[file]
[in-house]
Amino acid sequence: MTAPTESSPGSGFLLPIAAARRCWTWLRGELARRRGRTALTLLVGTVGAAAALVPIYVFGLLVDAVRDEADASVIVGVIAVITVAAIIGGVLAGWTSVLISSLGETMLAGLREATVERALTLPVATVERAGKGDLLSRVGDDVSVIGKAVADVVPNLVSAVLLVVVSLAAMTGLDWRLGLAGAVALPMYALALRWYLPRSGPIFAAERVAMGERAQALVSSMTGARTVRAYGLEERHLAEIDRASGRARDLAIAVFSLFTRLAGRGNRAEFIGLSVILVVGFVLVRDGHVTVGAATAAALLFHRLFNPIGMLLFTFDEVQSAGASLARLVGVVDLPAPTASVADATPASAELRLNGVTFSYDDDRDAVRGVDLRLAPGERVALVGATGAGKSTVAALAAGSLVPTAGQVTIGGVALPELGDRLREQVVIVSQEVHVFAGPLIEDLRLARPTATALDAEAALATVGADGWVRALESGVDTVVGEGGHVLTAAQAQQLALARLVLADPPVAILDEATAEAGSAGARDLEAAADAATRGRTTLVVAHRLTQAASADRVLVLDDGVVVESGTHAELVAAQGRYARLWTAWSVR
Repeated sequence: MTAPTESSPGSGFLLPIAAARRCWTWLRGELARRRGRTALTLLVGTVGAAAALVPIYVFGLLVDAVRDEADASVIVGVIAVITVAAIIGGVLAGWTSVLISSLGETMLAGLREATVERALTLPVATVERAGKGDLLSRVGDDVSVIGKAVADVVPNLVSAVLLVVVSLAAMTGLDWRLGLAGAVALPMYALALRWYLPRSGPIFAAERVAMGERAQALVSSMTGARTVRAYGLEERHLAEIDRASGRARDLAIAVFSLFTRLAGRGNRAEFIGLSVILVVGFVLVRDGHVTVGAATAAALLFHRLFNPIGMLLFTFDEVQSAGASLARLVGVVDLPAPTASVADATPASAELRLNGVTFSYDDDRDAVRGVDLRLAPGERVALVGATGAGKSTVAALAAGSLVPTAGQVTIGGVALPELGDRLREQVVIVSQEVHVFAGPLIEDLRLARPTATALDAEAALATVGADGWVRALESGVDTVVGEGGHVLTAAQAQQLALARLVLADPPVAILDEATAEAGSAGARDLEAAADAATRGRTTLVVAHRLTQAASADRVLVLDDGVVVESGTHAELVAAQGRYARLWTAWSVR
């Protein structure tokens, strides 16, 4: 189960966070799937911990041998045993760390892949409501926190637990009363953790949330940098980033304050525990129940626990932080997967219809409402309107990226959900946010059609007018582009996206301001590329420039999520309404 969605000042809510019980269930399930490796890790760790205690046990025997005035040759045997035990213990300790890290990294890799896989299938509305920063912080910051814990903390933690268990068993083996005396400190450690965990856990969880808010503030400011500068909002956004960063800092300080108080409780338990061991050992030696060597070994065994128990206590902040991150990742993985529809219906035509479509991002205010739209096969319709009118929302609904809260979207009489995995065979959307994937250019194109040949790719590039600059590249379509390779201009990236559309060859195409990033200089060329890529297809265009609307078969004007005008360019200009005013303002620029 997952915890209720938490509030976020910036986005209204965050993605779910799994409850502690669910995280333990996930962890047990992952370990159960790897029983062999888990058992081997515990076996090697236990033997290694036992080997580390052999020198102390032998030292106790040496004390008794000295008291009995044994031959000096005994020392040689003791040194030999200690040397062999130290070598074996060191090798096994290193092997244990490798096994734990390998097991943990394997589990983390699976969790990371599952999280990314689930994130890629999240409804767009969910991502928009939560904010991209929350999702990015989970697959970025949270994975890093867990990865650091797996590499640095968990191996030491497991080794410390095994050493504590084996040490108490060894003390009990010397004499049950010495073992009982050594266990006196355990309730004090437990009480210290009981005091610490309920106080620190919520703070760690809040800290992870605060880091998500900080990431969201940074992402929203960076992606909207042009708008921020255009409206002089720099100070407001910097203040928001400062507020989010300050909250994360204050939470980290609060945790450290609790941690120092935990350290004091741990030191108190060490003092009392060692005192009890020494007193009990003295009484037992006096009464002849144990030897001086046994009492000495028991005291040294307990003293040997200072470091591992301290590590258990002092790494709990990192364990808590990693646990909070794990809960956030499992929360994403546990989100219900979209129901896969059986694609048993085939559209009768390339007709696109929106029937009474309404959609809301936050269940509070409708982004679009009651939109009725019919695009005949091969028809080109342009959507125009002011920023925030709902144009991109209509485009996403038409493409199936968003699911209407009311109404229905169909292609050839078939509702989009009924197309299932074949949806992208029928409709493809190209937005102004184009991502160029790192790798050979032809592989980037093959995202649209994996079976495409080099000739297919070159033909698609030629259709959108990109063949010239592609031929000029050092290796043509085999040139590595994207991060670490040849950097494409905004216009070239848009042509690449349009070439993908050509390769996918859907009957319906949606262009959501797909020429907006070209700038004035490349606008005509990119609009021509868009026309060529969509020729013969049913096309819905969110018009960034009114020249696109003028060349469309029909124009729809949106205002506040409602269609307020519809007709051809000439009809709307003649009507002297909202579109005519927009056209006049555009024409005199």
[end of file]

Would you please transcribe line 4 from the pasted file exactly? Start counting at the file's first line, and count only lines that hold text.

């Protein structure tokens, strides 16, 4: 189960966070799937911990041998045993760390892949409501926190637990009363953790949330940098980033304050525990129940626990932080997967219809409402309107990226959900946010059609007018582009996206301001590329420039999520309404 969605000042809510019980269930399930490796890790760790205690046990025997005035040759045997035990213990300790890290990294890799896989299938509305920063912080910051814990903390933690268990068993083996005396400190450690965990856990969880808010503030400011500068909002956004960063800092300080108080409780338990061991050992030696060597070994065994128990206590902040991150990742993985529809219906035509479509991002205010739209096969319709009118929302609904809260979207009489995995065979959307994937250019194109040949790719590039600059590249379509390779201009990236559309060859195409990033200089060329890529297809265009609307078969004007005008360019200009005013303002620029 997952915890209720938490509030976020910036986005209204965050993605779910799994409850502690669910995280333990996930962890047990992952370990159960790897029983062999888990058992081997515990076996090697236990033997290694036992080997580390052999020198102390032998030292106790040496004390008794000295008291009995044994031959000096005994020392040689003791040194030999200690040397062999130290070598074996060191090798096994290193092997244990490798096994734990390998097991943990394997589990983390699976969790990371599952999280990314689930994130890629999240409804767009969910991502928009939560904010991209929350999702990015989970697959970025949270994975890093867990990865650091797996590499640095968990191996030491497991080794410390095994050493504590084996040490108490060894003390009990010397004499049950010495073992009982050594266990006196355990309730004090437990009480210290009981005091610490309920106080620190919520703070760690809040800290992870605060880091998500900080990431969201940074992402929203960076992606909207042009708008921020255009409206002089720099100070407001910097203040928001400062507020989010300050909250994360204050939470980290609060945790450290609790941690120092935990350290004091741990030191108190060490003092009392060692005192009890020494007193009990003295009484037992006096009464002849144990030897001086046994009492000495028991005291040294307990003293040997200072470091591992301290590590258990002092790494709990990192364990808590990693646990909070794990809960956030499992929360994403546990989100219900979209129901896969059986694609048993085939559209009768390339007709696109929106029937009474309404959609809301936050269940509070409708982004679009009651939109009725019919695009005949091969028809080109342009959507125009002011920023925030709902144009991109209509485009996403038409493409199936968003699911209407009311109404229905169909292609050839078939509702989009009924197309299932074949949806992208029928409709493809190209937005102004184009991502160029790192790798050979032809592989980037093959995202649209994996079976495409080099000739297919070159033909698609030629259709959108990109063949010239592609031929000029050092290796043509085999040139590595994207991060670490040849950097494409905004216009070239848009042509690449349009070439993908050509390769996918859907009957319906949606262009959501797909020429907006070209700038004035490349606008005509990119609009021509868009026309060529969509020729013969049913096309819905969110018009960034009114020249696109003028060349469309029909124009729809949106205002506040409602269609307020519809007709051809000439009809709307003649009507002297909202579109005519927009056209006049555009024409005199």